Gardening on a Budget

No matter what reason your budget is tight, it doesn't mean you can't build a decent garden!  I started gardening as a student and now I am self-employed so am reverting back to some older, cheaper methods instead of impulse buying everything I want each time I walk into a garden related shop/website.
DISCLAIMER: I have not been endorsed or gifted any items by the shops mentioned here, this is simply my personal account of how I feel items are priced, and whether or not they are worth the investment.

To be added.

  • Outline your budget - I can't stress this enough.  Its likely you'll be budgeting more than just the garden so make sure you factor in your garden/hobbies allowance.
  • Stick to your budget!  This is always harder than it seems, because there's always unforeseen expenses.  Perhaps budget 10% above what you actually want to spend just in case.  If you're tech-savvy use an app to help you keep track on the go - I use "simplebudget" for android, which is free in the Google Play store (it has a slightly askew open envelope with some money inside as the logo).  It uses the envelope budgeting system, which I like because I can colour code it, making it super simple to keep track of things.  I have one envelope for gardening costs, but you could easily use it for just gardening and have separate envelopes for seeds, soil products, equipment etc.  This is also a good way to observe what you spend and work out where you need to cut down from now on.
  • Consider where you buy.  I can't stress Poundland enough for pots.  Plastic is not eco to produce, but honestly you can re-use plastic pots for years on end, almost indefinately.  I find Poundland's to be surprisingly good quality for such a cheap shop, plus while you could go to Dobbies and spend £6 on one pot you can often get 2 the same size for £1 at Poundland.  My favourite buy was getting 10x 20cm pots for £1, and I bought absolutely loads of them.  The only issue with Poundland is that they often don't repeat the same things the next year, and their stock isn't consistent between stores, so if you see a good pot bargain, grab it while you can.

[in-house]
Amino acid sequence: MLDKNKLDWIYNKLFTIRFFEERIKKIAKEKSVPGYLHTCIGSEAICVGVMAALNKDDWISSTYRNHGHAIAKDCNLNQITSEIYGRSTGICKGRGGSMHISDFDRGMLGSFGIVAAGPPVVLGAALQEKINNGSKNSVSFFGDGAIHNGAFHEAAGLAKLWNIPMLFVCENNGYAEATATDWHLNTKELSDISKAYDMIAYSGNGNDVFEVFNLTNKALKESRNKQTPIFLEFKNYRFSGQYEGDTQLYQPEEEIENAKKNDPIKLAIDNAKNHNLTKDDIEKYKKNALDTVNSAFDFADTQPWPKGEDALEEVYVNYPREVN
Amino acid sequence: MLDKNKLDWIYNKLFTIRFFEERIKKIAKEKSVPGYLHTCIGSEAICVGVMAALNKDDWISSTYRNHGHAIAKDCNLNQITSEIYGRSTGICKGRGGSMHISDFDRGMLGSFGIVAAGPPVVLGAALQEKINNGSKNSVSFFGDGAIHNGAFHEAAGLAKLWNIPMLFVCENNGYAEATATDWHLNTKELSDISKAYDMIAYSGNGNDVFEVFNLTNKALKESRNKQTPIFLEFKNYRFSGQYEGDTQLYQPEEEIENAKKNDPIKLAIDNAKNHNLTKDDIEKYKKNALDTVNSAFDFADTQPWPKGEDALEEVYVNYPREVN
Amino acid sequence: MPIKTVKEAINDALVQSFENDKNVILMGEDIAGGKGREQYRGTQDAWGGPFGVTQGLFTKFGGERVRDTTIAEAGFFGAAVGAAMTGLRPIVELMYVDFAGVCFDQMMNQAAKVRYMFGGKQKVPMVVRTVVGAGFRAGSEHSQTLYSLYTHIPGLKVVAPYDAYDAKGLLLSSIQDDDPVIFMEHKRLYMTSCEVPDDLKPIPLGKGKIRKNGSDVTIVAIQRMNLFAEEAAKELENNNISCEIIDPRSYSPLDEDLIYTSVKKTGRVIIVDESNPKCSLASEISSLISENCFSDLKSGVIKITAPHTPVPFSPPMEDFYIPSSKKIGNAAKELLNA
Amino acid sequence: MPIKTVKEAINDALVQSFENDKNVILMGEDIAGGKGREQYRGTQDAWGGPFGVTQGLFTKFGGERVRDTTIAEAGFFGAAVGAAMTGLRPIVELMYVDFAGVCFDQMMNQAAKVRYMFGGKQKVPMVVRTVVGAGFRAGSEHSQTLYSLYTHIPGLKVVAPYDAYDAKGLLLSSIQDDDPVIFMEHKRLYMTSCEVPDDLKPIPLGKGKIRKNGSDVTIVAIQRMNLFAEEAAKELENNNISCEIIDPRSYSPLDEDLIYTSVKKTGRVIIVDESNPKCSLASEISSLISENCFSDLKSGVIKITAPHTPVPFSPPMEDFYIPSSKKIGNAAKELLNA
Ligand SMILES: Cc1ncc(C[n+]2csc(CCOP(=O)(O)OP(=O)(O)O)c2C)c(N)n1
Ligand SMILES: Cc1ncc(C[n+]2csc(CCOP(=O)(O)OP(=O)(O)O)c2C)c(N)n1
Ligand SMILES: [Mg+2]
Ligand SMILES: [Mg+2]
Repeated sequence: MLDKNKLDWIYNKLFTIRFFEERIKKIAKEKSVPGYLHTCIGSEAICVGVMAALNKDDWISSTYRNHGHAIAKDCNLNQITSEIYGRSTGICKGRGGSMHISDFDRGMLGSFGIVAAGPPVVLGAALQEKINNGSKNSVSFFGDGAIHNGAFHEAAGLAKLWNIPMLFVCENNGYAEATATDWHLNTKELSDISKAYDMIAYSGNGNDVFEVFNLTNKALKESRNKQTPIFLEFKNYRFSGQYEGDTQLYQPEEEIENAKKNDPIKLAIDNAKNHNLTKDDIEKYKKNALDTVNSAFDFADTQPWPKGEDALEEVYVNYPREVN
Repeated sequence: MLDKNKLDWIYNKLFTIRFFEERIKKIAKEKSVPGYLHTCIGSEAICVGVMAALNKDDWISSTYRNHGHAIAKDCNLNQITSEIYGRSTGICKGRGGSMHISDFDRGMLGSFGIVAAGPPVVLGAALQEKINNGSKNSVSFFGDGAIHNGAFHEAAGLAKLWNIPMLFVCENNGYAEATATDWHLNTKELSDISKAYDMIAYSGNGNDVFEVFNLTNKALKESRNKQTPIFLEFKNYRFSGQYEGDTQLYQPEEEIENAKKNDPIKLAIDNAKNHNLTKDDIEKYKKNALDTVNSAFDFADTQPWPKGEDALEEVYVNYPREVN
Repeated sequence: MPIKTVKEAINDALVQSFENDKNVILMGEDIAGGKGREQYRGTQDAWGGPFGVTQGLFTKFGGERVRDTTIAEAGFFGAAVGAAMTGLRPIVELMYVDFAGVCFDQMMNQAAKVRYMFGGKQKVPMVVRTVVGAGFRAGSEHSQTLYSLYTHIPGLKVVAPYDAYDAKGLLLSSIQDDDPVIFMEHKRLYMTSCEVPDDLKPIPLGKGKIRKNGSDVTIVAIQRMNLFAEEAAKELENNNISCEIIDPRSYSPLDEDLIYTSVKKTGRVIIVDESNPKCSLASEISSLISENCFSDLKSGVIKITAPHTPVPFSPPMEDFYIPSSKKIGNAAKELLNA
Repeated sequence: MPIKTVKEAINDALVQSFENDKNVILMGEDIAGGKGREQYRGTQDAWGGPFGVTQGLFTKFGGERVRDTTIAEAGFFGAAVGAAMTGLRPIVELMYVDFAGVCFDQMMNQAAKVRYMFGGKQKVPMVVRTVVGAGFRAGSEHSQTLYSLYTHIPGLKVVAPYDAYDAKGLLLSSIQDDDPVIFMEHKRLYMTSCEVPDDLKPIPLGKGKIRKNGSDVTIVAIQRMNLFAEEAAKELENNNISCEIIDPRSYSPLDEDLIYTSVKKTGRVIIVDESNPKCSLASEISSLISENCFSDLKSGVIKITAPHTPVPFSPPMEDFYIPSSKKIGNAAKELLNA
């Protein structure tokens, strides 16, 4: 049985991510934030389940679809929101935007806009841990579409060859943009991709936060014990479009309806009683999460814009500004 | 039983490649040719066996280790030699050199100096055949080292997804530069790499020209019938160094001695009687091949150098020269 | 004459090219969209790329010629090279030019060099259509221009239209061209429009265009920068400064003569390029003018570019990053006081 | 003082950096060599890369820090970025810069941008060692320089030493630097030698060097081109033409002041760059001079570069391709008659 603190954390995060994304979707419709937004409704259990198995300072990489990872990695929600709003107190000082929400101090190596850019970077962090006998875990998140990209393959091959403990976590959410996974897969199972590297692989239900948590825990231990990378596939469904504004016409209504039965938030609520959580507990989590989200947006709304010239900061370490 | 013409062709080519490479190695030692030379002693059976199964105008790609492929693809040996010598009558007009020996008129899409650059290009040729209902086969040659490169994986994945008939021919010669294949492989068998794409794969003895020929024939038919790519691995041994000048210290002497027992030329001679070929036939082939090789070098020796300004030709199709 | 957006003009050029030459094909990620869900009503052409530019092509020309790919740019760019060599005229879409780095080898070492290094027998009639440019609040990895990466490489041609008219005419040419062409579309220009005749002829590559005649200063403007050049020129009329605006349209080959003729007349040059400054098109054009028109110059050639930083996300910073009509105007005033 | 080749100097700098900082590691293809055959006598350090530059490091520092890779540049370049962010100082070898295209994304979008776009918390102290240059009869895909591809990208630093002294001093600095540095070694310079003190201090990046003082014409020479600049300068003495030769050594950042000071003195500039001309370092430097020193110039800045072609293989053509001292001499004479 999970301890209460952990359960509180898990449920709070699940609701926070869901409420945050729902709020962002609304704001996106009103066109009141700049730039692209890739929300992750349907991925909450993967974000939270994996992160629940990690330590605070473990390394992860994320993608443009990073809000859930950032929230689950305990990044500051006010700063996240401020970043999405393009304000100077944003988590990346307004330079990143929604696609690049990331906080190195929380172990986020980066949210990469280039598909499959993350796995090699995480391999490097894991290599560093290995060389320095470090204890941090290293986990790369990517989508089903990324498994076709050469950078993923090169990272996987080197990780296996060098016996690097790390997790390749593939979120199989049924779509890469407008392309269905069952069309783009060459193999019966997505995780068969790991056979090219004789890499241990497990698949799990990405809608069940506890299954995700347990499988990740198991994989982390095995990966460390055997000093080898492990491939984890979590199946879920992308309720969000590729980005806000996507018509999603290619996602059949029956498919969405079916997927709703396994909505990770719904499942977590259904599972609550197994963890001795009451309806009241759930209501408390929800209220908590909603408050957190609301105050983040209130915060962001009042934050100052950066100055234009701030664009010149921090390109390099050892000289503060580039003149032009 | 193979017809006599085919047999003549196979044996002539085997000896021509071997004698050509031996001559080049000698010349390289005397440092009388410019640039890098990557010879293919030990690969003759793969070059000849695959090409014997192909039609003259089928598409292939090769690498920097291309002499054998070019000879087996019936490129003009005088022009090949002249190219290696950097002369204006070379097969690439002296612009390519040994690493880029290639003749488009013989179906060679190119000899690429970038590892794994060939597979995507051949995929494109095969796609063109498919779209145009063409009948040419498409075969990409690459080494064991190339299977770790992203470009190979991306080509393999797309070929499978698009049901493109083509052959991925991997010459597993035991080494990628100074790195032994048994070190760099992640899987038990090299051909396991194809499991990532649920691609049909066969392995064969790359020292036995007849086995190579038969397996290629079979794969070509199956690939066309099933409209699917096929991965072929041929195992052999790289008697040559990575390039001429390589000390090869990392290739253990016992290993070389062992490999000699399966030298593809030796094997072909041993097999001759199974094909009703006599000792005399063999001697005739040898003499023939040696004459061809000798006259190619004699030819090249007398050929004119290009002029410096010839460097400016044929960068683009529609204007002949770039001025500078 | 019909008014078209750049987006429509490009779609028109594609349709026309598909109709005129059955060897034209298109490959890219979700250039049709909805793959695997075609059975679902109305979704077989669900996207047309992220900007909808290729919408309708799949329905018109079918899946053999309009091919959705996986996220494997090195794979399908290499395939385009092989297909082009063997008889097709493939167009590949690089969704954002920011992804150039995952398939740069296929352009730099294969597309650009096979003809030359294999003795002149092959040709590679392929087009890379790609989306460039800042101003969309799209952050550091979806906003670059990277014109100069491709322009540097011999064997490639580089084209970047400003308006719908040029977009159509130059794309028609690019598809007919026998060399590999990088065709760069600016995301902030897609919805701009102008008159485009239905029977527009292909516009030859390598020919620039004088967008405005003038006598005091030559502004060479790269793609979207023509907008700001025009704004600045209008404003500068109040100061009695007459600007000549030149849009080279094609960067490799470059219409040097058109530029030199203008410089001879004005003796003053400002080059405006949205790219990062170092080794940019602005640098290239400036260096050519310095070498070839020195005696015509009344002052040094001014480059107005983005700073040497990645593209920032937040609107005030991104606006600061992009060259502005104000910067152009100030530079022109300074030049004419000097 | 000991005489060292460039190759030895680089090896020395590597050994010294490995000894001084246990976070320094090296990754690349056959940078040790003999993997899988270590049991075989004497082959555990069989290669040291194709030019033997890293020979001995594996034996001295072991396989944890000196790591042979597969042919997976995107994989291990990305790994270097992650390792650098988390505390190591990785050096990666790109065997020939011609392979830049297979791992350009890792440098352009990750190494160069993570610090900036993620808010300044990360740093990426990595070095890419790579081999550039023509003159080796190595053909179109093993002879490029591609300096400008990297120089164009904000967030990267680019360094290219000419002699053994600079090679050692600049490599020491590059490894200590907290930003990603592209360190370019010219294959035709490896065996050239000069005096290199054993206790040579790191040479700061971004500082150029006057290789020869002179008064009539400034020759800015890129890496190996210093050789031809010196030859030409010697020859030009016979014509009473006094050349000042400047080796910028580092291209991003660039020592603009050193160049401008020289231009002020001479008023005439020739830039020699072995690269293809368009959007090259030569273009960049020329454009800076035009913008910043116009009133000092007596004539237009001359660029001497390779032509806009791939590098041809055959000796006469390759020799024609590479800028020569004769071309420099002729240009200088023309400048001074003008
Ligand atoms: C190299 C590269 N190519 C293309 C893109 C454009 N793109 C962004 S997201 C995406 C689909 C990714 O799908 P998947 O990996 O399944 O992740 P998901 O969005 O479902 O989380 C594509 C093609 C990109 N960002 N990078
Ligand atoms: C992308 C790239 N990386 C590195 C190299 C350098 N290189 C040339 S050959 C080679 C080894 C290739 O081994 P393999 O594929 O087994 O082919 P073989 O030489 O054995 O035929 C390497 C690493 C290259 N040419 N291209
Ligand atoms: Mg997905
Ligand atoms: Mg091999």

• In terms of seeds, plants, tools etc I would recommend you steer away from Poundland's offerings.  In fact I almost never buy seeds from a physical shop.  Try to avoid the "sale 15p seeds!" that Poundstretcher and Dobbies tend to offer.  The reason they are so cheap is that they are out of date.  This means that although you might get lucky and get good germination, its more unlikely that your seeds will in fact germinate, and also the plants themselves can often be a lot weaker.  This is something I discovered when I first started.  My broad beans would germinate but the seeds were too old to keep supporting the seedling past a certain point and they died every time.  You are better going online and having a look at selected shops. (see my tab on seeds for a list of recommended suppliers) Yes, you'll probably want to buy everything you see, but try to restrict yourself to your budget.  In my opinion, investing a little more in buying a better quality, in date, seed from a reputable supplier is worth it.  Very specialist suppliers may have less seeds for more money, but you will find a lot of this is due to the rare varieties.  Many seed websites also have sales of seeds for about 49p-99p each.  For these it can vary to whether or not they are viable.  Often they are not market down because they are out of date but instead because they are on a cycle similar to fashion - new styles have come in for the season, so the old ones are discounted.
  • Recycle.  Instead of throwing your empty yoghurt tub in the recycling bin, wash it out and use it as a seed starting pot.  Keep cardboard egg trays for chitting potatoes or starting seeds.  I personally drink a lot of chocolate milkshake, and I got hubby to drill some drainage holes in the empty containers so I can use them as pots.  I can use them as either tall, narrow pots, or since they have a good lid, I can cut them in half and use the lid as a base for a second pot.
  • Start composting if you can - it may take some time to be usable, but its recycling a lot of your waste anyway, and in the long run it will be cheaper than having to drive to B&Q for more bags of soil.
  • Consider what products you're using.  Are you fertilizing your plants?  Often the ones you can buy are specially formulated but full of chemicals.  If you want to be more organic/cheap in your gardening you can make your own version.  Not all of them will be as effective as some of the name brands, but they will certainly be cheaper.  I will be adding some recipes for fertilizers and the like soon, but google them, look on pintrest, look through your gardening books.  Find out what your specific plant needs and then find out what other plants you can use to make a fertilizer for them, and you can grow these too.
  • Research your plants.  If you research what your individual plant or variety needs, you won't be wasting money buying a bigger pot when you don't need to, or on a fertiliser than won't do much for your plant.
  • Sign up to every free seed/supply catalogue you can!  Yes it can make it more tempting to buy when your monthly/quarterly fix of seed porn arrives but if you keep a list of what things your looking for in terms of seed and equipment you can compare offers and decide if its worth it.  Often as a subscriber to the catalogue you are able to access discounts they don't offer on the website.

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